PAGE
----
Gentlemen on display 11


By Tom Quiner

It’s the Masters Golf Tournament. It’s the second play off hole between Australian Adam Scott and Argentine Angel Cabrera.

The pressure is on. This victory means everything for a golfer. It’s not just that they are insured of being rich for the rest of their life should they win. Even more, they will be remembered forever by golf fans for winning the most important tournament in the world.

Mr. Cabrera hit a beauty into the green, setting up a potential birdie.

As he walked to the green in pouring rain, his opponent Adam Scott hit an even better shot into the green.

Cabrera turned and gestured thumbs up to his opponent.

They arrived at the green. Angel’s putt missed going in by half an inch. Helplessly, he had to watch Scott line up a makable birdie.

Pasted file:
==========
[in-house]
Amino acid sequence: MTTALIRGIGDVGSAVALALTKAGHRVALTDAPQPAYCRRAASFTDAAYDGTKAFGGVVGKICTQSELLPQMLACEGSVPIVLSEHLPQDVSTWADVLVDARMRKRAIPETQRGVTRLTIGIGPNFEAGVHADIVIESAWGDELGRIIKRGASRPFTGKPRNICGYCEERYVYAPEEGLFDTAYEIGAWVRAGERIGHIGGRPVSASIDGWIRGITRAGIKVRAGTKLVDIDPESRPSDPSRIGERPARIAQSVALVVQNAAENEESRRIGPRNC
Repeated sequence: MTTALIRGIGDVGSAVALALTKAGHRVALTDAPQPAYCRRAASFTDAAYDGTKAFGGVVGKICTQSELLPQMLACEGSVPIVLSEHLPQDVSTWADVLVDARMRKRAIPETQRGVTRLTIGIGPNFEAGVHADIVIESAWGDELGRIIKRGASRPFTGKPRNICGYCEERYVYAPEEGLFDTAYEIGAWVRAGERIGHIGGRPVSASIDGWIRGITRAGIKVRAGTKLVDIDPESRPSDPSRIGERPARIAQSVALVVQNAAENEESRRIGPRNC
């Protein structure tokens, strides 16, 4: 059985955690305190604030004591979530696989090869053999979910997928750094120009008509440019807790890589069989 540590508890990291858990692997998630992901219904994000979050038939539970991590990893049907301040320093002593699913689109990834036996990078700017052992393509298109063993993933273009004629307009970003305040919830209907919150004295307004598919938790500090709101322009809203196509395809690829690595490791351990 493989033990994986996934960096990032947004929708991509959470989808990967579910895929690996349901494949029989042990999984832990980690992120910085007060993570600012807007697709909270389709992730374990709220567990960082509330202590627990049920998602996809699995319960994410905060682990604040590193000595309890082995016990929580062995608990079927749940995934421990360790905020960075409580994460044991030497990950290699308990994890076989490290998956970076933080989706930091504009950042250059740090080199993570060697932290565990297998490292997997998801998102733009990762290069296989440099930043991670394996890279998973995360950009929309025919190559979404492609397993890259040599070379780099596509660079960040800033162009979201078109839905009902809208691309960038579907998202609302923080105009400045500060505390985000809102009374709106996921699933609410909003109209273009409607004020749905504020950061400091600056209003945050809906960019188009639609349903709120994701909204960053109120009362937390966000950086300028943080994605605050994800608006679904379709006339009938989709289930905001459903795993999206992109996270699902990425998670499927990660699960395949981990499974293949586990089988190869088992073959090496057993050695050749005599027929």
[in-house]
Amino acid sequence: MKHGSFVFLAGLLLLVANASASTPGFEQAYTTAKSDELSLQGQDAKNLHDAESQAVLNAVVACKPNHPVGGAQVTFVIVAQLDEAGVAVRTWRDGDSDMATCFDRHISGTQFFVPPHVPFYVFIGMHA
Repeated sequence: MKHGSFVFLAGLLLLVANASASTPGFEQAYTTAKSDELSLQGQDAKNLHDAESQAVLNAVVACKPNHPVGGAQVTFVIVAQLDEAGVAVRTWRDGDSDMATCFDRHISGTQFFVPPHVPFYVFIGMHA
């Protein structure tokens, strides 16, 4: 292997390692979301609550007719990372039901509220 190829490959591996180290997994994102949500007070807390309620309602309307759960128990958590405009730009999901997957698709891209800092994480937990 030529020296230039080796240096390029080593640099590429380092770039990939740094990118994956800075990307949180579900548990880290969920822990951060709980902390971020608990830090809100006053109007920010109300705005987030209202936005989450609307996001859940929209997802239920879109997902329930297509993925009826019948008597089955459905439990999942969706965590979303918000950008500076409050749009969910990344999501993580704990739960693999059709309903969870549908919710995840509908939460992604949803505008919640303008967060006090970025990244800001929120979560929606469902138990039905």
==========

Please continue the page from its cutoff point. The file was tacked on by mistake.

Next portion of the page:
Adam struck his putt perfectly and watched it cozy up to the lip of the cup … and drop!

Congratulations to Adam Scott, the first Australian to win the Masters Golf Tournament. Angel Cabrera exhibited per class as he warmly, and sincerely, congratulated Mr. Scott.

In an era of classlessness, let’s savor this epic battle between two classy gentlemen.

 

11 comments

  1. I loved seeing Adam Scott win, and seeing the beautiful, loving relationship between Angel Sr. and Angel Jr.

    No other major American sport offers both intense competition AND regular examples of genuine human uplift. On a REGULAR basis…

    Best,

    — x

    • Time for a more civil discourse, don’t you think? Let’s you and I together demand that liberals and conservatives alike treat women with dignity. In particular, liberals’ war on women has to stop. Thanks for writing.

  2. In less than ideal conditions I watched Scott win the Masters couldn’t help but be excited with him) but also I witnessed that most beautiful father-son relationship of Cabrera and his son who caddied for him. When a heart is genuine it can’t be hidden.

    • If you’re referring to Tiger Woods as the cheater, I don’t think that’s fair. The tournament would have kicked him out had he cheated. It looks to me like he made an honest mistake and was assessed a two stroke penalty, which was pretty much the kiss-of-death to his chance to win. It was a great tournament.

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